Great story, Michelle. Yes, it is such a game. One that they have played over and over but is totally new to us. I also find it strange to be firm, or as I see it rude or curt to salespeople. In Istanbul’s I would watch locals just push past the touts shoving things in their faces and go about their business. It’s just not our way, but sometimes the only effective way to manage and not get completely overwhelmed.

      Reply
  5. Angela Seager

    Interesting read, I have to say when my family was in Bangkok this Christmas, yes the touts were out but a simple ‘no’ nod with a smile worked every time for me…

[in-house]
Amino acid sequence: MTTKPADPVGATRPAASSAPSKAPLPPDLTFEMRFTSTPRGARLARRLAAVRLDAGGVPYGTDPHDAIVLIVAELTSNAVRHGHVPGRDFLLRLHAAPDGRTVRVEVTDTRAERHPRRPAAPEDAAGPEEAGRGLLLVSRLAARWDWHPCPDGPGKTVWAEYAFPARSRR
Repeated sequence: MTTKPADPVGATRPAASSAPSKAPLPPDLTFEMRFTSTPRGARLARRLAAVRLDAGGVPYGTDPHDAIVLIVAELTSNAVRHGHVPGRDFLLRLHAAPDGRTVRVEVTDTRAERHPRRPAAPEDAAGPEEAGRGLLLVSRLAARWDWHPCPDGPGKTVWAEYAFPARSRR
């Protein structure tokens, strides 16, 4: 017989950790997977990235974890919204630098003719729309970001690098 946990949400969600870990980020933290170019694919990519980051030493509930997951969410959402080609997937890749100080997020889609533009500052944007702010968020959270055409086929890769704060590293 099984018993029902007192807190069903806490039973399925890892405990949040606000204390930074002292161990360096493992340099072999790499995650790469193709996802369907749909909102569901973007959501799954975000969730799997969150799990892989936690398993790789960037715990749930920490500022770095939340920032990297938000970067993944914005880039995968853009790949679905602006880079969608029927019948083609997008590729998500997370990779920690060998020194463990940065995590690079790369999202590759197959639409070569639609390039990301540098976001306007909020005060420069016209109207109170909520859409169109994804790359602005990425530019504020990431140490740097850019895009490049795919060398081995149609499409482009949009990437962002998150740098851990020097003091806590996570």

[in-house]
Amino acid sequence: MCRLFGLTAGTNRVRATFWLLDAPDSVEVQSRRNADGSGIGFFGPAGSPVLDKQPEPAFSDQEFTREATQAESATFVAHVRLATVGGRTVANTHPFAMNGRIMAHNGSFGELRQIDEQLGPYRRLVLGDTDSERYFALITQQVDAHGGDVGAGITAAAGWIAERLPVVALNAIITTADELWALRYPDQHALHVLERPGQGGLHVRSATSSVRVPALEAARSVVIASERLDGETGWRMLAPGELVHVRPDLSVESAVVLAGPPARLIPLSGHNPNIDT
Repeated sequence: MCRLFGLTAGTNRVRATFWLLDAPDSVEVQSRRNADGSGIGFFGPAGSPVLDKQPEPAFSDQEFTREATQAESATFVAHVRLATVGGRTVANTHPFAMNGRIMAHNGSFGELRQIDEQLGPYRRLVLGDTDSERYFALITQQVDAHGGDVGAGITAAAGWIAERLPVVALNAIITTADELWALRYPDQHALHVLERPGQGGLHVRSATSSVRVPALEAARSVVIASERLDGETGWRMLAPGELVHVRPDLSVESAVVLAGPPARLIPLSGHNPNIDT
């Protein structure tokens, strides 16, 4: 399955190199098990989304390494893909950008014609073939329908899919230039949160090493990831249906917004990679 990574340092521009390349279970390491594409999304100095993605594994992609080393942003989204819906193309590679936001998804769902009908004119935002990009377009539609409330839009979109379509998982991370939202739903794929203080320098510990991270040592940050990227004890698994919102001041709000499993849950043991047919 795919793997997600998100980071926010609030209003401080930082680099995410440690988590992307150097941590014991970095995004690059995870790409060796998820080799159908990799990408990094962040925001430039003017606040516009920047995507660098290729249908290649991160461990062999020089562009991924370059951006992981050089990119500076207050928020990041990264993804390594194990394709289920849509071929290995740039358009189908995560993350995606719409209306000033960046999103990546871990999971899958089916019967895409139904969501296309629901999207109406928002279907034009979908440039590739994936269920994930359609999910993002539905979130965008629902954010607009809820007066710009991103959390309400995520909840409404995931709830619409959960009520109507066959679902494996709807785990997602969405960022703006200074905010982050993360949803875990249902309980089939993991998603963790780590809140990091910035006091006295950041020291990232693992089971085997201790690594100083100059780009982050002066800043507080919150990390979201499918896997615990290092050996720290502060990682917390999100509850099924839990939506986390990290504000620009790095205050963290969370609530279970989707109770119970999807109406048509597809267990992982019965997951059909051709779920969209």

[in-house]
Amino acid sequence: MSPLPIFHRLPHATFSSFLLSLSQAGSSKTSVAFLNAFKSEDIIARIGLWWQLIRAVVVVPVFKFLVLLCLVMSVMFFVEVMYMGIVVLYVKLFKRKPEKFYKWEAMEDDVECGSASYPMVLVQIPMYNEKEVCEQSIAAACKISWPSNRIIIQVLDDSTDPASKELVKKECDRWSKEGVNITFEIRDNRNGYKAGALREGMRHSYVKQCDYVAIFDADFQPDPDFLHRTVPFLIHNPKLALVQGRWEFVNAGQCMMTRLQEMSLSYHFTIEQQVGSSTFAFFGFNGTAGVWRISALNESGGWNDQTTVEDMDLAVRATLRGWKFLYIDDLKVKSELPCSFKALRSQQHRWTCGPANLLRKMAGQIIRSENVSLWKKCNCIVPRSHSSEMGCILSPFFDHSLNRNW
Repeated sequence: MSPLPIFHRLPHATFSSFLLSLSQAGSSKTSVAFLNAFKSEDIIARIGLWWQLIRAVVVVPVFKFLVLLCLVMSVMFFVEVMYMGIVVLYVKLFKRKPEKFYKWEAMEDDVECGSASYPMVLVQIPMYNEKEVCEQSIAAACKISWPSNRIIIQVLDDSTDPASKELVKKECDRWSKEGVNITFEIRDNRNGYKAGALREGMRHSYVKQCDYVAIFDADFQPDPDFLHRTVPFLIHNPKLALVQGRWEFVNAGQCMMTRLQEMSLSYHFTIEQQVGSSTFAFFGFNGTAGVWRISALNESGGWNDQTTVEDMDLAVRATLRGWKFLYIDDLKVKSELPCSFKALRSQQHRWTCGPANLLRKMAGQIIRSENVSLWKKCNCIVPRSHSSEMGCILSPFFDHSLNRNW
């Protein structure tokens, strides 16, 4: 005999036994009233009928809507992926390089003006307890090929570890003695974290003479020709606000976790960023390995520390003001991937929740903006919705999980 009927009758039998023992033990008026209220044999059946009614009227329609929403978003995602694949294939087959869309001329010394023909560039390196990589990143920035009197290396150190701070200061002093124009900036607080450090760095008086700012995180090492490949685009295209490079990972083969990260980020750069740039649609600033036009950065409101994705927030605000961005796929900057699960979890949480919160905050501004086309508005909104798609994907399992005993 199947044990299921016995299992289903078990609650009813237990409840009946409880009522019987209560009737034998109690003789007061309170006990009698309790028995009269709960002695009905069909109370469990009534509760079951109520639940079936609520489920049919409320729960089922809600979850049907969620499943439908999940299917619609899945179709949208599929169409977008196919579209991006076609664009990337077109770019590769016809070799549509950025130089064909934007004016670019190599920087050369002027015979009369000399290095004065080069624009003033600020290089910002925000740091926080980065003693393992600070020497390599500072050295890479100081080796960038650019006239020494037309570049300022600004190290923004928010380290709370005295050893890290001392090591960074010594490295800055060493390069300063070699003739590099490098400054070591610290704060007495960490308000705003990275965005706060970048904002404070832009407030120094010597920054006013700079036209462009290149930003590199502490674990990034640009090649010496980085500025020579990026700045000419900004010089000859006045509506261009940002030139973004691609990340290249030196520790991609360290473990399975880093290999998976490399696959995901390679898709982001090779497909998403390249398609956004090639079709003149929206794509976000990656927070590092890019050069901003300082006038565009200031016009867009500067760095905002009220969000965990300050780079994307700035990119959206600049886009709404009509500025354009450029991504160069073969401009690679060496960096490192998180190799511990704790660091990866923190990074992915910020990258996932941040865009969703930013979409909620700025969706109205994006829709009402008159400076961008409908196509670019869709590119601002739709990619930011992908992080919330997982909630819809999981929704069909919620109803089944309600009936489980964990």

Haha…yeh, the ‘ping-pong’ touts, that would be funny….again droves of them but a nod and a smile worked…
    Currently in Santorini and as it’s the winter season, literally no touts, loads of construction workers, dust, uplifted paths, and….can I mention, the Chinese….haha….seriously I did my research, and at no point did I find that there’s an abundance of Chinese here all year apart from July and August….I took the ferry from Athens to Santorini. The boat was full of Chinese. As it was February, I thought they were celebrating their New Year on the island. I was wrong…when I asked at my hotel, they informed me that the Chinese visit every single day…I love this, why? Because they are so touristy with their cameras all day, every day…they really do their homework and know the best places to take photos….haha…

    Reply